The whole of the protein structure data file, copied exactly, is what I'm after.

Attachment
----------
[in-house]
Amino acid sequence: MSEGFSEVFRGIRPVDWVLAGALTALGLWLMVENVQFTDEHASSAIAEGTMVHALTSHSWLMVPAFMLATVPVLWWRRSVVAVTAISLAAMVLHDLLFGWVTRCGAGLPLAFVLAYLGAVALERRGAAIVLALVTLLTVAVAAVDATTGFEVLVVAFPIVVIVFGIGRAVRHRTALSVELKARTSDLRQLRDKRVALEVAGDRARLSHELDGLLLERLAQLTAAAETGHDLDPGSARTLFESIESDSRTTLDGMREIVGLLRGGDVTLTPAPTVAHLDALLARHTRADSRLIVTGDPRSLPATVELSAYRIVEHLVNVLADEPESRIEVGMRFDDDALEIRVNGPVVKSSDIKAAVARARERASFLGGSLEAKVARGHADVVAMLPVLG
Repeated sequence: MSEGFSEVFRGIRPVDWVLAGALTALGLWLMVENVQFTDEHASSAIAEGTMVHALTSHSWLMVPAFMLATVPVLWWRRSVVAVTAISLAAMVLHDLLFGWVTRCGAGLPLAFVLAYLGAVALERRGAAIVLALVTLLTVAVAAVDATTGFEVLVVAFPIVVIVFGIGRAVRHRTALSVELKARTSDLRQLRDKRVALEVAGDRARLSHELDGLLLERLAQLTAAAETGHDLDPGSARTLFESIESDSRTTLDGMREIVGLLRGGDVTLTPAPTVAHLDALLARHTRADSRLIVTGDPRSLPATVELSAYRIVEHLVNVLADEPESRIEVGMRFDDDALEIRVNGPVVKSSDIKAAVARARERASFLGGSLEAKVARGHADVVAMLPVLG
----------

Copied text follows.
[in-house]
Amino acid sequence: MSEGFSEVFRGIRPVDWVLAGALTALGLWLMVENVQFTDEHASSAIAEGTMVHALTSHSWLMVPAFMLATVPVLWWRRSVVAVTAISLAAMVLHDLLFGWVTRCGAGLPLAFVLAYLGAVALERRGAAIVLALVTLLTVAVAAVDATTGFEVLVVAFPIVVIVFGIGRAVRHRTALSVELKARTSDLRQLRDKRVALEVAGDRARLSHELDGLLLERLAQLTAAAETGHDLDPGSARTLFESIESDSRTTLDGMREIVGLLRGGDVTLTPAPTVAHLDALLARHTRADSRLIVTGDPRSLPATVELSAYRIVEHLVNVLADEPESRIEVGMRFDDDALEIRVNGPVVKSSDIKAAVARARERASFLGGSLEAKVARGHADVVAMLPVLG
Repeated sequence: MSEGFSEVFRGIRPVDWVLAGALTALGLWLMVENVQFTDEHASSAIAEGTMVHALTSHSWLMVPAFMLATVPVLWWRRSVVAVTAISLAAMVLHDLLFGWVTRCGAGLPLAFVLAYLGAVALERRGAAIVLALVTLLTVAVAAVDATTGFEVLVVAFPIVVIVFGIGRAVRHRTALSVELKARTSDLRQLRDKRVALEVAGDRARLSHELDGLLLERLAQLTAAAETGHDLDPGSARTLFESIESDSRTTLDGMREIVGLLRGGDVTLTPAPTVAHLDALLARHTRADSRLIVTGDPRSLPATVELSAYRIVEHLVNVLADEPESRIEVGMRFDDDALEIRVNGPVVKSSDIKAAVARARERASFLGGSLEAKVARGHADVVAMLPVLG